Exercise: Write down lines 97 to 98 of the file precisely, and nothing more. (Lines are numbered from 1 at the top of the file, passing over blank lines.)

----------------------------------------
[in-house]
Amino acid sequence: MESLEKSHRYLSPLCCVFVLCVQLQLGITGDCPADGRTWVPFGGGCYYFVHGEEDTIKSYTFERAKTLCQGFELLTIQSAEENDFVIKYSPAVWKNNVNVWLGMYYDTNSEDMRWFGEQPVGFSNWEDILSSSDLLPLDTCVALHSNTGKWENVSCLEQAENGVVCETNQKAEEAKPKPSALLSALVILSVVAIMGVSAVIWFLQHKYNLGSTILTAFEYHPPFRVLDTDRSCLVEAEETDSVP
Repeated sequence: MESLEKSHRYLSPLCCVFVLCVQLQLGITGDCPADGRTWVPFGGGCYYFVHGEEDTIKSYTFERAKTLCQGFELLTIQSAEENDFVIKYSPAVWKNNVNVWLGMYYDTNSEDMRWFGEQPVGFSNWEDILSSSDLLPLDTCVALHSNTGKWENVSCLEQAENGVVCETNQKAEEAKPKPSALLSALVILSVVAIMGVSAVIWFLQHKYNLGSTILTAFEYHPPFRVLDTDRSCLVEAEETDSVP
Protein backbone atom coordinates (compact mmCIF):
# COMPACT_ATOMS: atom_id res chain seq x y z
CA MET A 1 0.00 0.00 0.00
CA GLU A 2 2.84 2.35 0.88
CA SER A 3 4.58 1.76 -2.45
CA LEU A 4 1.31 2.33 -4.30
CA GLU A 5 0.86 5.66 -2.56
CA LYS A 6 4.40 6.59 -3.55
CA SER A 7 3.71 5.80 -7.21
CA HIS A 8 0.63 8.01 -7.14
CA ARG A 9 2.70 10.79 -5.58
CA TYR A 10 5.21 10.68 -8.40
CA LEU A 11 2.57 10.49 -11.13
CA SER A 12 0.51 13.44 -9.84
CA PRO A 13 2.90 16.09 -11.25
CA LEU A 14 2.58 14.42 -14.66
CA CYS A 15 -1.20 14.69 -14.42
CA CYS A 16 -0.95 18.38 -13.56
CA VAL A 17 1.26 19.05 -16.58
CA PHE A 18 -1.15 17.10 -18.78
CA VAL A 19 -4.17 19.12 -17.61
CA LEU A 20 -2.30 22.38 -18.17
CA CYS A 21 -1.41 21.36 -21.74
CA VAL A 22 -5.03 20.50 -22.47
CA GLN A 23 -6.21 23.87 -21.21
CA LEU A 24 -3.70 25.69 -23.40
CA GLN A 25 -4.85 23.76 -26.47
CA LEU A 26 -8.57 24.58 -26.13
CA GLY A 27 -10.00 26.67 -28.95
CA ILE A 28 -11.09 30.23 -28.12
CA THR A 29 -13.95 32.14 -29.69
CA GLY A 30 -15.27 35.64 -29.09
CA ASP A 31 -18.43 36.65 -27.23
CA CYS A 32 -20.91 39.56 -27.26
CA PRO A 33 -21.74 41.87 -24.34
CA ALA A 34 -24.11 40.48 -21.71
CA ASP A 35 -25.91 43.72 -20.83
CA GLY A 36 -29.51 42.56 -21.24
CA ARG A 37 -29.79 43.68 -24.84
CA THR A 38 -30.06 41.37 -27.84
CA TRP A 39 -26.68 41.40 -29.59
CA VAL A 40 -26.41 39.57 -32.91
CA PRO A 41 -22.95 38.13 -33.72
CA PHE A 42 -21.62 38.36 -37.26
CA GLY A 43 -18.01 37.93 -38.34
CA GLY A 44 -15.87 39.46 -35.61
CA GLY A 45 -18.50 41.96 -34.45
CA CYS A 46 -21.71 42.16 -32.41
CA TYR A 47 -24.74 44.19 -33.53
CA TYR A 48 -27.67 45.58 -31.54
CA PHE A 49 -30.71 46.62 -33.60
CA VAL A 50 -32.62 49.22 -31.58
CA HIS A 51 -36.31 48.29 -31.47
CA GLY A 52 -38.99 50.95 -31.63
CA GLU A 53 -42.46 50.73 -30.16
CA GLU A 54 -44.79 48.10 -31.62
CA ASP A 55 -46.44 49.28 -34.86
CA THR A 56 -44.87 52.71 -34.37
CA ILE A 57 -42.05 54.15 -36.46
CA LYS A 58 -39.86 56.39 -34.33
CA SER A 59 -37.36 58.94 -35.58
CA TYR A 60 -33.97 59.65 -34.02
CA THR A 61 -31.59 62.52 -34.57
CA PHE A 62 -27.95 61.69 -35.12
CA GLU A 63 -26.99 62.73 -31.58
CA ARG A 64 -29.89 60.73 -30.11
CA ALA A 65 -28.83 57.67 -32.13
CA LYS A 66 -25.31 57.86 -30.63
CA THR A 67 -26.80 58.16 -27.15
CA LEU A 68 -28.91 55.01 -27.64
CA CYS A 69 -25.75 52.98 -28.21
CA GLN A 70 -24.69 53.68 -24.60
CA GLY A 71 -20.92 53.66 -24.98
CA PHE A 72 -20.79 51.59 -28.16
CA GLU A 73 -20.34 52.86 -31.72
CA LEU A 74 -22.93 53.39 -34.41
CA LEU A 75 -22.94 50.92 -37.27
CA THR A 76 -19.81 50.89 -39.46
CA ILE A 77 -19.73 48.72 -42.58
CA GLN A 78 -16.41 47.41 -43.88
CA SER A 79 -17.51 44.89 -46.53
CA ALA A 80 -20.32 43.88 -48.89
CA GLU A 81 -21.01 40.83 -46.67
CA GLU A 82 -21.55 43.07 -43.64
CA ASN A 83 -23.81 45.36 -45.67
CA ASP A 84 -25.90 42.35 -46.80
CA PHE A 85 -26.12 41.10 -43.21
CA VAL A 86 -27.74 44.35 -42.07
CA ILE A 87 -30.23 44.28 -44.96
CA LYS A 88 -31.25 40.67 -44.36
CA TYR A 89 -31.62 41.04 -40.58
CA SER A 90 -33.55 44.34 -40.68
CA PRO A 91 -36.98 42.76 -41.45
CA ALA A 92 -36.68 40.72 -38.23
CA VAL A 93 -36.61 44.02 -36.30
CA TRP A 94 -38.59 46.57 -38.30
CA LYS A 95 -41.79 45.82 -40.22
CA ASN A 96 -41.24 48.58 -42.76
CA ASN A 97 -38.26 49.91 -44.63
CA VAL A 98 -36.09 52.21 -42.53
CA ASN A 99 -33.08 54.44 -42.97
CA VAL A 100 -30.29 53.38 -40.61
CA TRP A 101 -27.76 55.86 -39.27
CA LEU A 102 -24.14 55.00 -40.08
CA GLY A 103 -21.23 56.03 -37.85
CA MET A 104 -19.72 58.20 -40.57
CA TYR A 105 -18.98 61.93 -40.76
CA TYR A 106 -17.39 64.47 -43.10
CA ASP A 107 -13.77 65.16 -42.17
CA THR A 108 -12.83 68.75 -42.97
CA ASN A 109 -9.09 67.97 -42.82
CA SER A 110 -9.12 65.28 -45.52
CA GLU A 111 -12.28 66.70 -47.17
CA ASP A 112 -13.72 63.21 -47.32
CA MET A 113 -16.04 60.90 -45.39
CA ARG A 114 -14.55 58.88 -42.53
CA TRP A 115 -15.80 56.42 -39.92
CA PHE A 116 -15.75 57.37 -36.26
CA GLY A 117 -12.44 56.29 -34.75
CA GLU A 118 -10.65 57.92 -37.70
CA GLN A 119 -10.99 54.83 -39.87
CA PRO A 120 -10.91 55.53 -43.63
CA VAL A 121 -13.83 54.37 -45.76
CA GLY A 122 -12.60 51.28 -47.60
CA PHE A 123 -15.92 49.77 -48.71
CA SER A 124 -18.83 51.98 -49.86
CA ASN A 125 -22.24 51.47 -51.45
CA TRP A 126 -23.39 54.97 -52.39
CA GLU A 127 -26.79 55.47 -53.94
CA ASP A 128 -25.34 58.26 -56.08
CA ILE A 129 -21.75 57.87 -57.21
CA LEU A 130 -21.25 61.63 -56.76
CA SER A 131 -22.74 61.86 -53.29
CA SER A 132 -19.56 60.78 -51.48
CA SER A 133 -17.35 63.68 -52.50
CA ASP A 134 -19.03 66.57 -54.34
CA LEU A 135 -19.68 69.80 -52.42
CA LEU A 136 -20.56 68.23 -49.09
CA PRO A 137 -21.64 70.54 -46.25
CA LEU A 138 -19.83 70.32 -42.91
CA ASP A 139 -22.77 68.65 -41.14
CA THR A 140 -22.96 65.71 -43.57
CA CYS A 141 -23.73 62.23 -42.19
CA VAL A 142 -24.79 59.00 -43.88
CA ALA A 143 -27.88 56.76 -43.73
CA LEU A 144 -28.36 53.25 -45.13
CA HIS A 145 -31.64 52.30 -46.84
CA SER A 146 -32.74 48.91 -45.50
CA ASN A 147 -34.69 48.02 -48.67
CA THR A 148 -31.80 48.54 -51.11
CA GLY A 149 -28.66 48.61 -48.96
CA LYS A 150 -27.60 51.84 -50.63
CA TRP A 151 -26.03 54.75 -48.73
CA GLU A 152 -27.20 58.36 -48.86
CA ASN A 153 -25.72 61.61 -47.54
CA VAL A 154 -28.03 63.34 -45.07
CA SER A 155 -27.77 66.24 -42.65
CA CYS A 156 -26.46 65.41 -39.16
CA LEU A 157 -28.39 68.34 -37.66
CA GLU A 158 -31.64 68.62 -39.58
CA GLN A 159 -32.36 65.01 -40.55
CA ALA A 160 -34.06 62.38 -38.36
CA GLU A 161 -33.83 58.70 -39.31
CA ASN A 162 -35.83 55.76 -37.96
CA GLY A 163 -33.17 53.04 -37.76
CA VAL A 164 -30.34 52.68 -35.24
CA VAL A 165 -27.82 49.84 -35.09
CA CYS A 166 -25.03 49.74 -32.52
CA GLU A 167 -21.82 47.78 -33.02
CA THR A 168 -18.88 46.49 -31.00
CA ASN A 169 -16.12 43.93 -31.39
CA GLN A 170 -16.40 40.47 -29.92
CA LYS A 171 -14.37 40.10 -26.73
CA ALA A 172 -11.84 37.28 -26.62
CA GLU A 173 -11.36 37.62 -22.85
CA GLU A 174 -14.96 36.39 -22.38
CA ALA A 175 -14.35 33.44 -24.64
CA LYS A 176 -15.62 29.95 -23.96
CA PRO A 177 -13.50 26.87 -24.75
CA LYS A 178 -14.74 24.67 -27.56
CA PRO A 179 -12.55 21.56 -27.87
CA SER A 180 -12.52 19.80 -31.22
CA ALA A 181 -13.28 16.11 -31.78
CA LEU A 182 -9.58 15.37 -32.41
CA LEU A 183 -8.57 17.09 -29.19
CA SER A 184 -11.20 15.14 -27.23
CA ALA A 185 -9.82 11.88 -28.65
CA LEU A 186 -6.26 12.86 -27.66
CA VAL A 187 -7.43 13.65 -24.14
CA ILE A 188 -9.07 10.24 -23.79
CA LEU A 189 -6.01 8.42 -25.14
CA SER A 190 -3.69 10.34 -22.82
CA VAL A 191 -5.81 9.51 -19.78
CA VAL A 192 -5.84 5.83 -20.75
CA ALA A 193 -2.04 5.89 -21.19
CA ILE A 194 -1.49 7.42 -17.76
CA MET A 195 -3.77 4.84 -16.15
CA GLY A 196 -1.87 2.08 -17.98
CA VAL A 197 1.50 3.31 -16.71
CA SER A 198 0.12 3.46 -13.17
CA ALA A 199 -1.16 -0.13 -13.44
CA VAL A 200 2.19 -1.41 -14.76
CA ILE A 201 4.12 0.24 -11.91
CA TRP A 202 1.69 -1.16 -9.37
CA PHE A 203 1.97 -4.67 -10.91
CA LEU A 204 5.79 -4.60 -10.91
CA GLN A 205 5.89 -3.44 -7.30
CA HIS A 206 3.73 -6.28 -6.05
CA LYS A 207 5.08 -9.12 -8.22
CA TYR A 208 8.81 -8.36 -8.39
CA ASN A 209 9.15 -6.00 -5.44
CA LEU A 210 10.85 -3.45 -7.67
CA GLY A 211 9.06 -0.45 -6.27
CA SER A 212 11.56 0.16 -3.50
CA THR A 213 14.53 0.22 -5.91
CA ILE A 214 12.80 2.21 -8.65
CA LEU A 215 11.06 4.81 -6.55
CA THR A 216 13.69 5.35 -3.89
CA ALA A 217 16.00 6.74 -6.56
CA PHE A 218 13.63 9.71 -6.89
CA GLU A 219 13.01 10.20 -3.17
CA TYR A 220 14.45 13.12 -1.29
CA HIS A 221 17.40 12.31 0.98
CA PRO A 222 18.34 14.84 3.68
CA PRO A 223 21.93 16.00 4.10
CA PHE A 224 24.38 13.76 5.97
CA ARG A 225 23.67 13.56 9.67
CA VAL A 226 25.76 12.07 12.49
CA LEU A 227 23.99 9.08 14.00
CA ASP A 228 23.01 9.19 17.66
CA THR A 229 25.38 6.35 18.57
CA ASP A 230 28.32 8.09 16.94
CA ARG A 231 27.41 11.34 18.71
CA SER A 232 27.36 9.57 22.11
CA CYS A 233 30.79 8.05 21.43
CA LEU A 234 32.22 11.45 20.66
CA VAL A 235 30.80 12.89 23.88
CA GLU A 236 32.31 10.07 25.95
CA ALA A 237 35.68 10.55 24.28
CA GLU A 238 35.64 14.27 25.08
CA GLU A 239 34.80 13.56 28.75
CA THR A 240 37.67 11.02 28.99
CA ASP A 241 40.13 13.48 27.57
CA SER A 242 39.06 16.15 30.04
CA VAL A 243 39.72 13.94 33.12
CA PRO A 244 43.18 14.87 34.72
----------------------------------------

CA ALA A 92 -36.68 40.72 -38.23
CA VAL A 93 -36.61 44.02 -36.30